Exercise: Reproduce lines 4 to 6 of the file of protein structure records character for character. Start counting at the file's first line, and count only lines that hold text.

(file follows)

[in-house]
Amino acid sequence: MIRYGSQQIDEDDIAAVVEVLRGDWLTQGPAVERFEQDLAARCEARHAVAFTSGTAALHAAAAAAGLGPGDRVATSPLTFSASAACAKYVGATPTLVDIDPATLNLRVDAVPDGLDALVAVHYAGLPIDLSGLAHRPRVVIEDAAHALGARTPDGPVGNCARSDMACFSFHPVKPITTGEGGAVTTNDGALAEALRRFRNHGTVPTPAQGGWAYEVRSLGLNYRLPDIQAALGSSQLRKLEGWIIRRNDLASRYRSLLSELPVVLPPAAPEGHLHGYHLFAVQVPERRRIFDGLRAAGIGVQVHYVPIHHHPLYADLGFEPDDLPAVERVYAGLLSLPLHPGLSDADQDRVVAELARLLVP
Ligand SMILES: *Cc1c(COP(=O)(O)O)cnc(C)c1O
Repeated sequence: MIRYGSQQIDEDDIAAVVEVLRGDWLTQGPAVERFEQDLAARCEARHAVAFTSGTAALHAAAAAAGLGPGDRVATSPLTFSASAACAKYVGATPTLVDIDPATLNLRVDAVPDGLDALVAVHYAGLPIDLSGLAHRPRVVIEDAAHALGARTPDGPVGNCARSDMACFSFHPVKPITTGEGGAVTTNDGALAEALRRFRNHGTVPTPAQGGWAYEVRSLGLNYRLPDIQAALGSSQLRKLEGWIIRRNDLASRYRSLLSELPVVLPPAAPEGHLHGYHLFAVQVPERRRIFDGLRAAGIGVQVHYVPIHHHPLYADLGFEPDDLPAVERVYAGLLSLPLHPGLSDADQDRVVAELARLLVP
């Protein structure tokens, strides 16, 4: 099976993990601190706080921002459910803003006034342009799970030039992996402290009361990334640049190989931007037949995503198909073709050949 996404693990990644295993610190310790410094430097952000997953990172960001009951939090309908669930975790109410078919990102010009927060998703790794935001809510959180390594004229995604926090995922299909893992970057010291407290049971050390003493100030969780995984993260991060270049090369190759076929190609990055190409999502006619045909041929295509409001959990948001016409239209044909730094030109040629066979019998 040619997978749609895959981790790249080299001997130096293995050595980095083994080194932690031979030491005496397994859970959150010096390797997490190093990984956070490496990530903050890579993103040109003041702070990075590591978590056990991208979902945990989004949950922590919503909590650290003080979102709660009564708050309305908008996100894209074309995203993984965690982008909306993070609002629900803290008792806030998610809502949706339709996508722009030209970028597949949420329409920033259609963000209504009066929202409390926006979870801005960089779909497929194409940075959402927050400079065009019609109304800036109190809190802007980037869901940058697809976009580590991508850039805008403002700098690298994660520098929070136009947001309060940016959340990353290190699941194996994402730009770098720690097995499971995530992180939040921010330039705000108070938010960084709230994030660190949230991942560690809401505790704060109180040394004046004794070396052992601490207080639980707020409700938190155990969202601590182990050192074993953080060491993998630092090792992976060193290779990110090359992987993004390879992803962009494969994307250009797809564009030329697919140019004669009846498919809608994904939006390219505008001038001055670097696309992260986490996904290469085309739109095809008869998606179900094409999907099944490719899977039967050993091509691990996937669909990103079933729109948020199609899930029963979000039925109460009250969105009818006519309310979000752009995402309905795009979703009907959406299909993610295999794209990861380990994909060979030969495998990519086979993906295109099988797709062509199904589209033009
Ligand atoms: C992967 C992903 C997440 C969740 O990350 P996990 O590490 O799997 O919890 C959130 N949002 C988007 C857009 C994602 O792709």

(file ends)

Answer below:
Repeated sequence: MIRYGSQQIDEDDIAAVVEVLRGDWLTQGPAVERFEQDLAARCEARHAVAFTSGTAALHAAAAAAGLGPGDRVATSPLTFSASAACAKYVGATPTLVDIDPATLNLRVDAVPDGLDALVAVHYAGLPIDLSGLAHRPRVVIEDAAHALGARTPDGPVGNCARSDMACFSFHPVKPITTGEGGAVTTNDGALAEALRRFRNHGTVPTPAQGGWAYEVRSLGLNYRLPDIQAALGSSQLRKLEGWIIRRNDLASRYRSLLSELPVVLPPAAPEGHLHGYHLFAVQVPERRRIFDGLRAAGIGVQVHYVPIHHHPLYADLGFEPDDLPAVERVYAGLLSLPLHPGLSDADQDRVVAELARLLVP
């Protein structure tokens, strides 16, 4: 099976993990601190706080921002459910803003006034342009799970030039992996402290009361990334640049190989931007037949995503198909073709050949 996404693990990644295993610190310790410094430097952000997953990172960001009951939090309908669930975790109410078919990102010009927060998703790794935001809510959180390594004229995604926090995922299909893992970057010291407290049971050390003493100030969780995984993260991060270049090369190759076929190609990055190409999502006619045909041929295509409001959990948001016409239209044909730094030109040629066979019998 040619997978749609895959981790790249080299001997130096293995050595980095083994080194932690031979030491005496397994859970959150010096390797997490190093990984956070490496990530903050890579993103040109003041702070990075590591978590056990991208979902945990989004949950922590919503909590650290003080979102709660009564708050309305908008996100894209074309995203993984965690982008909306993070609002629900803290008792806030998610809502949706339709996508722009030209970028597949949420329409920033259609963000209504009066929202409390926006979870801005960089779909497929194409940075959402927050400079065009019609109304800036109190809190802007980037869901940058697809976009580590991508850039805008403002700098690298994660520098929070136009947001309060940016959340990353290190699941194996994402730009770098720690097995499971995530992180939040921010330039705000108070938010960084709230994030660190949230991942560690809401505790704060109180040394004046004794070396052992601490207080639980707020409700938190155990969202601590182990050192074993953080060491993998630092090792992976060193290779990110090359992987993004390879992803962009494969994307250009797809564009030329697919140019004669009846498919809608994904939006390219505008001038001055670097696309992260986490996904290469085309739109095809008869998606179900094409999907099944490719899977039967050993091509691990996937669909990103079933729109948020199609899930029963979000039925109460009250969105009818006519309310979000752009995402309905795009979703009907959406299909993610295999794209990861380990994909060979030969495998990519086979993906295109099988797709062509199904589209033009
Ligand atoms: C992967 C992903 C997440 C969740 O990350 P996990 O590490 O799997 O919890 C959130 N949002 C988007 C857009 C994602 O792709």